German Foreign Minister Heiko Maas said his country would consult against essential travel to the UK as long as quarantine measures exist.
People who come to the UK will be allowed to travel to their quarantine site by public transport.
TOLGA AKMEN / AFP via Getty Images
Mirjam Peternek-McCartney, CEO of travel communications company Lemongrass Marketing, put things in great condition. “Tour operators are suffering, carriers are suffering, hoteliers are suffering and cities in the UK that accept international tourists, such as London and Oxford, will see that many companies that rely entirely on tourism will fail,” she warns.
Robin Sheppard, founder and president of Bespoke Hotels Group, the UK’s largest independent hotel group, says he is plagued by time.
“If it had come around March 23, I would have understood it, but to introduce it now, inaccurately, seems very stupid,” he said. “I don’t agree with the original feelings, it’s just the wrong time. I didn’t listen to the public reaction to this and adjusting the plan is just crazy.”
In another letter to Patel and British Foreign Secretary Dominique Raab on June 1, Julia Lo Bue-Said, CEO of The Advantage Travel Partnership, expressed concern that the government views opposition to quarantine as simply a concern for luxury operators,
Denying this and citing the fear of smaller companies not going out of business, she demanded an end to quarantine plans. She also called for changes to the UK’s current travel advice on travel, which warns of all but necessary travel and the establishment of so-called air bridges.
Bridge too far?
The latter have become a hot topic, pushing the idea that routes can be established for countries with a low infection rate, bypassing the need for quarantine. About 94% of UK travel companies are said to favor the plan.
The Portuguese foreign minister has already said he will be happy to receive UK tourists from the end of June as part of such plans, and Spain and Italy have also expressed a desire to welcome Britons desperately coming abroad this year, increasing their vital tourism sectors in the process.
“The government has to say the word‘ quarantine ’and talk about air bridges and testing and tracing, which are the right things from a health standpoint, but also the right ones that help the economy recover,” says Paul Charles, “The very talk of quarantine measures damages reservations. “Over the last three weeks, they have failed. The industry suffers without sales in April, sales in May, and now no sales in June. People are worried about getting stuck. On their return.”
In a statement to parliament, Patel said that the possibilities of air bridges were being actively explored and that quarantine measures would be reviewed after three weeks.
Sean Moriarty, executive director of the Quinta do Lago resort in Portugal’s Algarve region, said establishing such free movement corridors would help, but may not be enough.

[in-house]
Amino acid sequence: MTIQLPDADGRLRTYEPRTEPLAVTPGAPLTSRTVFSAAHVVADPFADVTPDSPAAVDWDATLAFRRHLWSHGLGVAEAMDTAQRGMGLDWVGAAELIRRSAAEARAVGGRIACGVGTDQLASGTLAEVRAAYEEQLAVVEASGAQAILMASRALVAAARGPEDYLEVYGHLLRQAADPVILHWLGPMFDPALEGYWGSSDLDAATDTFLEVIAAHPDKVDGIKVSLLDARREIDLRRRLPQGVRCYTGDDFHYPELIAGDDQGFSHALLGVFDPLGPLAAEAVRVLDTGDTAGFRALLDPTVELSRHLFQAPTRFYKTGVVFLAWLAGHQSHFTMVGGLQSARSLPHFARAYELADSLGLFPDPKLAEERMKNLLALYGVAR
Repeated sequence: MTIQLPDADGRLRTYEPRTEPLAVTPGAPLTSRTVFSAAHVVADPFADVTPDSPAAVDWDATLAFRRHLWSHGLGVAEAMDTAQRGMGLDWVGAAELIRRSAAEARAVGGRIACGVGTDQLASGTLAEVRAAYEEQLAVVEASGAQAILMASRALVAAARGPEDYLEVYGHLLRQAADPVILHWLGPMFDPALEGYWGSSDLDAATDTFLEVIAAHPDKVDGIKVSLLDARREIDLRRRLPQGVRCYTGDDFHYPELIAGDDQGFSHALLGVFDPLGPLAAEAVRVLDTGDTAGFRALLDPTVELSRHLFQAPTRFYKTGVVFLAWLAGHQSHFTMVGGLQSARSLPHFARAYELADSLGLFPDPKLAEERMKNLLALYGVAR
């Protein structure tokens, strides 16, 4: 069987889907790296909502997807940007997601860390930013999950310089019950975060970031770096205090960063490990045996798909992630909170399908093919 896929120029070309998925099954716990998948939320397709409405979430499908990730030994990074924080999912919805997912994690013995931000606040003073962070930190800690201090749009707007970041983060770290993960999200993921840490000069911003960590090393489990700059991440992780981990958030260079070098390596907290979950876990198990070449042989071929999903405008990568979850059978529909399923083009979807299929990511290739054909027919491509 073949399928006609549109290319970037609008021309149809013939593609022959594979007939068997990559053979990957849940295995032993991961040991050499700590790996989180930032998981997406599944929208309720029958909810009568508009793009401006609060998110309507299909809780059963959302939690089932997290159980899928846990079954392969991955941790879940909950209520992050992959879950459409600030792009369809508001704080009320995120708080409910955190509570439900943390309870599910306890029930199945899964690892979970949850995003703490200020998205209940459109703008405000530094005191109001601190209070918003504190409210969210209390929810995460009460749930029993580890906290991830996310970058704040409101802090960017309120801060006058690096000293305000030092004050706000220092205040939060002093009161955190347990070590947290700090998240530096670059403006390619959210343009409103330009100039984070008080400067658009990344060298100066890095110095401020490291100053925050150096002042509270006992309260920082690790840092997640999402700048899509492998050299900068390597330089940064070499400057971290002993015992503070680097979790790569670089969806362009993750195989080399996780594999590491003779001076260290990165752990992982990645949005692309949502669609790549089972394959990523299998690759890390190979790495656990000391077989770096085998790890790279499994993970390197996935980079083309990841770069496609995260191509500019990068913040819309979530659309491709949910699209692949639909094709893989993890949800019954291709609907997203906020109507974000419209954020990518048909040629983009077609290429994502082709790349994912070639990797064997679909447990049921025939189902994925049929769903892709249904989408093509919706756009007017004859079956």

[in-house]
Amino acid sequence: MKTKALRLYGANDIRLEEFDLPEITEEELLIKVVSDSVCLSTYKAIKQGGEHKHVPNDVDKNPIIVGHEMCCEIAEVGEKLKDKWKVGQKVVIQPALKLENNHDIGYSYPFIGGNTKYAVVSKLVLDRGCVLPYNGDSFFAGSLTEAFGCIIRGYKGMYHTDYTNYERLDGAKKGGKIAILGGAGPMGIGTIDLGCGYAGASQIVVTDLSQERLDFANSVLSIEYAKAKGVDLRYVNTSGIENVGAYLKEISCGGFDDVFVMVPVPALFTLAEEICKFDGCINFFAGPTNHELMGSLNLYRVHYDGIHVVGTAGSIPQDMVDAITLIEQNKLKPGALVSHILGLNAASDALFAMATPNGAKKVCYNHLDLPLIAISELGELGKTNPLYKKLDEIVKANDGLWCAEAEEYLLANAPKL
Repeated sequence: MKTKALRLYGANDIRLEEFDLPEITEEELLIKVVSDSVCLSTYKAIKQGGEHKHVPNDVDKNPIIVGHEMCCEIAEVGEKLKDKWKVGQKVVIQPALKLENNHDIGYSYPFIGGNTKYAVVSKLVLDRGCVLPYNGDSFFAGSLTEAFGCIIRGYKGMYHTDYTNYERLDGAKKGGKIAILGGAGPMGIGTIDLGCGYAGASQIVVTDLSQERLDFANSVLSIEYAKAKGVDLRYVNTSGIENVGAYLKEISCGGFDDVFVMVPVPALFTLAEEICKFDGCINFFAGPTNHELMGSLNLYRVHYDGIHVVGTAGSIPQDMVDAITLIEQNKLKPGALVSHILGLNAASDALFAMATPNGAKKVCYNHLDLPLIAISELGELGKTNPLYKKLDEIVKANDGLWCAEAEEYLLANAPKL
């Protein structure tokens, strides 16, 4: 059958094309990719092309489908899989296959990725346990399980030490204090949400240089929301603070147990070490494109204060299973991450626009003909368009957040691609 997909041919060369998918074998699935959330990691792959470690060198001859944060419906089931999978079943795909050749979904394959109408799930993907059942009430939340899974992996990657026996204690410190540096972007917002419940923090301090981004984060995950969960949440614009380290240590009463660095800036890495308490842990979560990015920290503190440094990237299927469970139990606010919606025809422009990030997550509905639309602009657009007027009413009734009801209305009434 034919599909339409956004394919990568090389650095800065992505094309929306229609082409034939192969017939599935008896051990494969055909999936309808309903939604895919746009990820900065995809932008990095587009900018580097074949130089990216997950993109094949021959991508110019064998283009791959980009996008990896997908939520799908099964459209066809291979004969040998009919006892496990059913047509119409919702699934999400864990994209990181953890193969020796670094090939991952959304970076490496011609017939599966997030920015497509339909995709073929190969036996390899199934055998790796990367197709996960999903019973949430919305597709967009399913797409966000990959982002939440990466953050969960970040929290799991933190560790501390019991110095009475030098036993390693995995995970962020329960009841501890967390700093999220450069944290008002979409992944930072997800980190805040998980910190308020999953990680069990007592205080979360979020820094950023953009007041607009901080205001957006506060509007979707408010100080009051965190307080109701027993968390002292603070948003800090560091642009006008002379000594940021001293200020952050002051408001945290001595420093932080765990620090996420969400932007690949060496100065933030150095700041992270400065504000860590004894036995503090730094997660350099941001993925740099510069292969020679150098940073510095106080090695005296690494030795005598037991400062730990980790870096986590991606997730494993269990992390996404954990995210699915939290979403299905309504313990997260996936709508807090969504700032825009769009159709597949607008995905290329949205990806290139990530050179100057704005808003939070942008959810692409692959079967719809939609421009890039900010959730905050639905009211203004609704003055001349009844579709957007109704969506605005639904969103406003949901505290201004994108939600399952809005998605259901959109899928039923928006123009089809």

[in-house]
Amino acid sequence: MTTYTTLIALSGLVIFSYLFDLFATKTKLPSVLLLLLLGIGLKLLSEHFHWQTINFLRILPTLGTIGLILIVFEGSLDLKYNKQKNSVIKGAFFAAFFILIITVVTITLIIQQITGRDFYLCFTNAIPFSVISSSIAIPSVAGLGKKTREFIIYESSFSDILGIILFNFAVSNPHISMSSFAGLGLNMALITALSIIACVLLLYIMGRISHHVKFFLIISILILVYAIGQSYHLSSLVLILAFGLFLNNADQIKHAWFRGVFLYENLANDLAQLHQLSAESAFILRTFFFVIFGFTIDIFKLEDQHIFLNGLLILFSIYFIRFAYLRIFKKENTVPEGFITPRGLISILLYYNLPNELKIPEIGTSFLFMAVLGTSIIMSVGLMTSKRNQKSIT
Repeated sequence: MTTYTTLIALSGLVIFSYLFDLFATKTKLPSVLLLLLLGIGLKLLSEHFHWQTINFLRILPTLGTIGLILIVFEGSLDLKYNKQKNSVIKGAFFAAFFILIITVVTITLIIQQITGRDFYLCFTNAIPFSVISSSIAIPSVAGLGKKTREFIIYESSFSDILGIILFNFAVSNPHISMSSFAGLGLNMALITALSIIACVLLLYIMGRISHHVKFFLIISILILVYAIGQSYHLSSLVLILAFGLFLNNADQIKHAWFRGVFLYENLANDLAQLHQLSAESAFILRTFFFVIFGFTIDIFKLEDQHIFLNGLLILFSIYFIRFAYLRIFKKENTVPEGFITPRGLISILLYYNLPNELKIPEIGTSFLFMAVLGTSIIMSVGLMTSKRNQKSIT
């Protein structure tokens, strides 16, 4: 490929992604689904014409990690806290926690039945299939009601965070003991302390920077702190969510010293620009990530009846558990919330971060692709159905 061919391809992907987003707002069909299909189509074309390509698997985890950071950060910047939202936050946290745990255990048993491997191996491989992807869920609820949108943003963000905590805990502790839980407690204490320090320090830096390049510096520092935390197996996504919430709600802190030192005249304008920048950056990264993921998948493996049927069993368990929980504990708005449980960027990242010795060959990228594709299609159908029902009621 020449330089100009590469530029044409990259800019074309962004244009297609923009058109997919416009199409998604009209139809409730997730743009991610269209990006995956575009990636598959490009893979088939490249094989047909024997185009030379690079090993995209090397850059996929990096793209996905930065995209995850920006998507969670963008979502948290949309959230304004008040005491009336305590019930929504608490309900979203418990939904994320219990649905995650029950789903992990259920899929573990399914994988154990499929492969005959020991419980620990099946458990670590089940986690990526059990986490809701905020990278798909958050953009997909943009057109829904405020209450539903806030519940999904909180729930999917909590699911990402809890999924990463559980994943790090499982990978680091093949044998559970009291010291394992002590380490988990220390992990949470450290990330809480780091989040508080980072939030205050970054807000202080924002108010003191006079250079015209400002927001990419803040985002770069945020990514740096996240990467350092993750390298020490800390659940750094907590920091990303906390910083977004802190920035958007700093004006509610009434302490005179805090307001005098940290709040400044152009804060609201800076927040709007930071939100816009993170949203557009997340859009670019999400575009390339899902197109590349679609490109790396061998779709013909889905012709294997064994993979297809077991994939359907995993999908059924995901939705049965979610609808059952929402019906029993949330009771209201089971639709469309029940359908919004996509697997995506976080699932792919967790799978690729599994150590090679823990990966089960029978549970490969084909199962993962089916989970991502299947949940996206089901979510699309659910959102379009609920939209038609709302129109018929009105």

“Even if there are air bridges, we are aware that passengers will understandably be more careful when going on holiday,” he said. “However, we are already witnessing a large increase in bookings and inquiries for extended holiday stays at villas in Quinta do Lago from July to October, where guests will work from home and use spare rooms for offices or studios.”
Will UK travelers be welcome?
CNN’s Attica Shubert reports on plans in Spain to ease travel restrictions abroad in an effort to welcome returnees, despite concerns about Covid-19.
The question remains whether destinations with unhindered travel to the UK will be happy to receive their citizens as visitors. The death rate from the country of Covid-19 is the second largest in the world after the United States, and the number of deaths is close to 40,000. The infection rate is still around 1,500 new cases a day. Why would countries in Europe that have managed to control the disease want to risk accepting visitors to the UK?
“There is no doubt that some of our clients are wary of welcoming British visitors as quickly as possible,” says Paul Charles. “A measured approach is important. As technology improves, the number of cases declines and more trust returns, many will realize that British visitors have been traveling since July. The key is to restore trust.”
Trust seems to exist, but quarantine means companies can’t find a way to complain to UK visitors.
“During this pandemic, we were often in contact with our local hosts around the world to get their thoughts and insights into the situation in their local communities,” says Sam Bruce, co-founder of Much Better Adventures, which teams up with guides and hotels that offer outdoor adventures in countries including Morocco, Costa Rica and Romania. “They understand the principle behind it [quarantine], but are naturally very concerned about damage to business and the local economy. Most remain eager for a speedy return and welcome adventurers from the UK.
“Many of our destinations with a much lower infection rate are preparing to open their borders, with well-defined risk management plans, including strong on-arrival testing capabilities, but will still not be able to attract UK customers due to return quarantine. to the UK. “
Robin Sheppard reflects Bruce’s opinion, saying he doesn’t believe companies abroad are worried about Brits traveling. “I don’t think they see us as a couple or some kind of fear of the world,” he says. However, he adds that he does not believe that many from the UK will fly away this summer. “An awful lot of Britons have already resigned that they don’t have an international holiday this year,” he says.
Despite this, tourist boards are already offering incentives to try to get Brits to book them for later in the summer, in an effort to boost business.
“Even if we can’t go everywhere right away, a multitude of places explicitly welcome us, and some places – like Sicily – offer discounts and free products to attract tourists,” says Ant Clarke-Cowell, a collaborative director’s brand at Holiday Extras. “Others, like Cyprus, offer to cover the healthcare costs of all visitors who get sick there.”
For Brian Youngh of G Adventures, measures applied at UK airports, including temperature checks and airline protection requiring passengers to wear protective liners, should allay concerns with suppliers he works with around the world.
“Necessary measures are being put in place to ensure customer well-being,” he says. “It’s time to start opening up and running things.”
Whether Young will get his wish and whether travelers from the UK will head to heaven this summer remains to be seen.